So anyway Gina Sharpe is a student of the Insight Meditation Society founded by Jack Kornfield, Sharon Salzberg, and Joseph Goldstein. Interstingly to me she doesn't list a primary teacher on her website, but rather that she was part of a group of teachers who trained in that school. So this might be another difference: there's a stronger emphasize on direct student-teacher relationships in Zen and the Manayana schools compared to the Insight folks. But again this is speaking in broad strokes and if you know anything about these worlds you probably would say this differently and have some corrections for me - which I look forward to after the retreat.
This folds back into our stor of the Roots of Mindfulness because after moving on from Korean Zen, Jon Kabat-Zinn started doing Insight meditation retreats at the newly founded Insight Meidtation Center an hour east of him in Massachuetsetts. This was one of the first places in the US where it was even possible to go on a retreat like we're doing now. So there are so many conidences and connections in this story. What the Buddhists call karma: the rich web of cause and effect that leads something to appear in this world. Maybe if jack, Sharon, and Joseph had opened their center somewhere else and Jon hadn't taken this next step in practice he never would have thought of MBSR and we wouldn't be here. Who knows?
Because it was at one of these Insight meditation retreats that Jon had a big epiphany. He kept this quiet actually for a few decades only writing about this in a paper published in 2011.
[read page of jon's paper on PDF Expert]
And at the same time, some other friends of Jon's were seeing if they could get the academy itself focussed on meditation. Two psychology graduate students at Harvard: Richard Davidson and Daniel Goleman were both investigating meditation themselves and also trying to find ways to research it and write about it. At the time they say there was exactly ONE published study on meditation that had any real credibility to it. And now 40 years later they've published a book summarizing the best of thousands of studies on meditation - here it is called Altered Traits. Like many of the scientists coming in behind them they were both practitioners and scientists. For those of you who've been studying pain in the body so far this week here's an interesting excerpt from their own experience:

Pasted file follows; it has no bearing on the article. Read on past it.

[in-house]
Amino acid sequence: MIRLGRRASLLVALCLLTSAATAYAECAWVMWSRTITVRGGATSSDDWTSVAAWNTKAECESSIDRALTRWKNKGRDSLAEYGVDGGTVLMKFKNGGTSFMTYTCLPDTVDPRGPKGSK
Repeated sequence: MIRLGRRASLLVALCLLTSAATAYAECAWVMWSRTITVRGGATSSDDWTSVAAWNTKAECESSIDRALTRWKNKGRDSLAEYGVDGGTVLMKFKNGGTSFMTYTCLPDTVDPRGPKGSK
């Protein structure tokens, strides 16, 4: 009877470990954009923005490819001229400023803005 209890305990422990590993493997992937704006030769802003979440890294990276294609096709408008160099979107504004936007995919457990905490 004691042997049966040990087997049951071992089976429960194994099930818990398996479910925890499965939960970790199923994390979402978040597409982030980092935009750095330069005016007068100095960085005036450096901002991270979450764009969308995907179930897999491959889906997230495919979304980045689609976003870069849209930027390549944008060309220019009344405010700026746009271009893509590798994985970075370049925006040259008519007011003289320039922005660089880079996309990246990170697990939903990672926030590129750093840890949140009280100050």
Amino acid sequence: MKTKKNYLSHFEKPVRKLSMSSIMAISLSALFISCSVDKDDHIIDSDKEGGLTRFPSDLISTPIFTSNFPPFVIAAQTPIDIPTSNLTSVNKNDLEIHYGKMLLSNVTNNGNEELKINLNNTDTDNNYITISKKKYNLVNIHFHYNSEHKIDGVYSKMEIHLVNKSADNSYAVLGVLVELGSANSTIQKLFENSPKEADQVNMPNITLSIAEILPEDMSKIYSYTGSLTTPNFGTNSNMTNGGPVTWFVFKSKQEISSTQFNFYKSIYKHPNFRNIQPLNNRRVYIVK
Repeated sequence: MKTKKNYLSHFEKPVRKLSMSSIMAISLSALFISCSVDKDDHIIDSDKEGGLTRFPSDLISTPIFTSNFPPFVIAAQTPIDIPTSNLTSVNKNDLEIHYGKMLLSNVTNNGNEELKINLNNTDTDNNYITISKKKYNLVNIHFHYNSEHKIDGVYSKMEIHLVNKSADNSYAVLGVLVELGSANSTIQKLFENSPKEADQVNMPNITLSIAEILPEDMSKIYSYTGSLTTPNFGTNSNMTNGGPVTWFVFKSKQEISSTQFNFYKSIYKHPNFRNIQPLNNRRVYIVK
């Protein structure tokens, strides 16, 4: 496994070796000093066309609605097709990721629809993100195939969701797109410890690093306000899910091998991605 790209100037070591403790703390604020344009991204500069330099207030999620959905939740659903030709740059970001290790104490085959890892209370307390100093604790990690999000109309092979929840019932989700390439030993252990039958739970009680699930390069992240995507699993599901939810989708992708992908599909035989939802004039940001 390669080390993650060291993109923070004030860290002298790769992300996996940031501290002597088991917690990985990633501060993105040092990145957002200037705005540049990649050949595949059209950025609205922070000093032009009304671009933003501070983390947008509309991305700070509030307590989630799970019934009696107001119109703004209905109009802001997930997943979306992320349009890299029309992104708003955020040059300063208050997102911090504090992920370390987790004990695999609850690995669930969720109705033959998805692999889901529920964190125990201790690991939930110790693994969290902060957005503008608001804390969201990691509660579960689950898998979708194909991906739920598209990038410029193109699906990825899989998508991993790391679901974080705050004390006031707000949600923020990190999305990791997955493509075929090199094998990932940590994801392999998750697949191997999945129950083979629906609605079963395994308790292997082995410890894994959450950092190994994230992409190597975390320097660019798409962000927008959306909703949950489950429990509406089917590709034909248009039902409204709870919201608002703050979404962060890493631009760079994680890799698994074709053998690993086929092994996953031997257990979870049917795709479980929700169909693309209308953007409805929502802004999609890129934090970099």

Altered Traits p.147-149 about Richie Davidson released from pain. My own story of knee pain and the bell.
It's back to this investigation with curiosity and open-mindedness isn't it? Back to beginner's mind - I think I know what pain is and how it works. I've folded myself up like a pretzel and of course it's going to hurt and I don't like that and it's awful and let's get out of here.
As we come to all kinds of conclusions this week about how we are and how things work - our body, mind, each other, the world, everything - it helps to stay present and curious to access wonder as we meet this world. And maybe to our list of qualities we can add a sense of wonder.
More on Suzuki Roshi - this my teacher, Norman Fischer, reflecting on the teachings in Zen Mind, Beginner's Mind
I am going to make a few comments about the introduction by Richard Baker. This is the sentence that caught my eye and delighted me in his introduction. He says on page 13:
This is the purpose of all Zen teaching - to make you wonder and to answer that wondering with the deepest expression of your own nature.
I thought that was a lovely, grand statement about the purpose of all Zen teaching - to make you wonder. To make you wonder, and to answer that wonder with the deepest expression of your own nature.
We all know from reading Zen teachings that they're often paradoxical or not obvious in their form of expression. If you pay attention to them and don't just dismiss them, it does have the effect of making you wonder, "What is going on in this life? What is my experience of every moment? Who am I, actually, besides my conditioned definitions of myself? What really is the significance of my living, on a daily basis? What is happening with my life, and can I ever know? Isn't it much more than I would imagine?"
I think that this sense of wonder at the ineffable significance of our human living is not only a characteristic of Zen teaching, but of all religious teaching. But Zen teaching is maybe a little different from others in that you can't help but feel disoriented - which is what we want - slightly disoriented from our habitual frame of mind.